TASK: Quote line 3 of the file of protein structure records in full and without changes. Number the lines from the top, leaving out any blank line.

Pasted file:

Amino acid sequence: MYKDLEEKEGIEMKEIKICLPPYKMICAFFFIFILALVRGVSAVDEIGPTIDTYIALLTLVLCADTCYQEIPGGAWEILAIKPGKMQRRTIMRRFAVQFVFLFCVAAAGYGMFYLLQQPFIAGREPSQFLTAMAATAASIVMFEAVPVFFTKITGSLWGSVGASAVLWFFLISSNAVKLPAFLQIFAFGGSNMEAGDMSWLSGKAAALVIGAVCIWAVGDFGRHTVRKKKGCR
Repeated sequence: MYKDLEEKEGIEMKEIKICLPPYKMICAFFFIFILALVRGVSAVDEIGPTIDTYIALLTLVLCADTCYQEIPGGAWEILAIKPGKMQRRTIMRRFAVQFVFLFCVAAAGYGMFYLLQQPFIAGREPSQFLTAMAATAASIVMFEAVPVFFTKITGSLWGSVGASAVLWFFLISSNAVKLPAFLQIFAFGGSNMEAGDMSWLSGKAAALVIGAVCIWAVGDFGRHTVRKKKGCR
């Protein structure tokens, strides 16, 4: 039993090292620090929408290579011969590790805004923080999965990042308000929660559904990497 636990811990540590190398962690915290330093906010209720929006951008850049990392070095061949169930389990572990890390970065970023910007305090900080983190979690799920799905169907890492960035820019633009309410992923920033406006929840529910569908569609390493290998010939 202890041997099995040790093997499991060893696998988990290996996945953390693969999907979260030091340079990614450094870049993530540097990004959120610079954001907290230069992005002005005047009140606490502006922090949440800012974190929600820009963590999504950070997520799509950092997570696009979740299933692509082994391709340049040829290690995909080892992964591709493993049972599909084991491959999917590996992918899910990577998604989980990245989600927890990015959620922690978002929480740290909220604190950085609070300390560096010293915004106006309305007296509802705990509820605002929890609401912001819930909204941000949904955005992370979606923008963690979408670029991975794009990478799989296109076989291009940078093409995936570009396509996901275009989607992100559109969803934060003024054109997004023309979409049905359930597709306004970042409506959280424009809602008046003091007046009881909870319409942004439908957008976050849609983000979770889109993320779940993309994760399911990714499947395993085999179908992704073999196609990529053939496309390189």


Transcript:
């Protein structure tokens, strides 16, 4: 039993090292620090929408290579011969590790805004923080999965990042308000929660559904990497 636990811990540590190398962690915290330093906010209720929006951008850049990392070095061949169930389990572990890390970065970023910007305090900080983190979690799920799905169907890492960035820019633009309410992923920033406006929840529910569908569609390493290998010939 202890041997099995040790093997499991060893696998988990290996996945953390693969999907979260030091340079990614450094870049993530540097990004959120610079954001907290230069992005002005005047009140606490502006922090949440800012974190929600820009963590999504950070997520799509950092997570696009979740299933692509082994391709340049040829290690995909080892992964591709493993049972599909084991491959999917590996992918899910990577998604989980990245989600927890990015959620922690978002929480740290909220604190950085609070300390560096010293915004106006309305007296509802705990509820605002929890609401912001819930909204941000949904955005992370979606923008963690979408670029991975794009990478799989296109076989291009940078093409995936570009396509996901275009989607992100559109969803934060003024054109997004023309979409049905359930597709306004970042409506959280424009809602008046003091007046009881909870319409942004439908957008976050849609983000979770889109993320779940993309994760399911990714499947395993085999179908992704073999196609990529053939496309390189």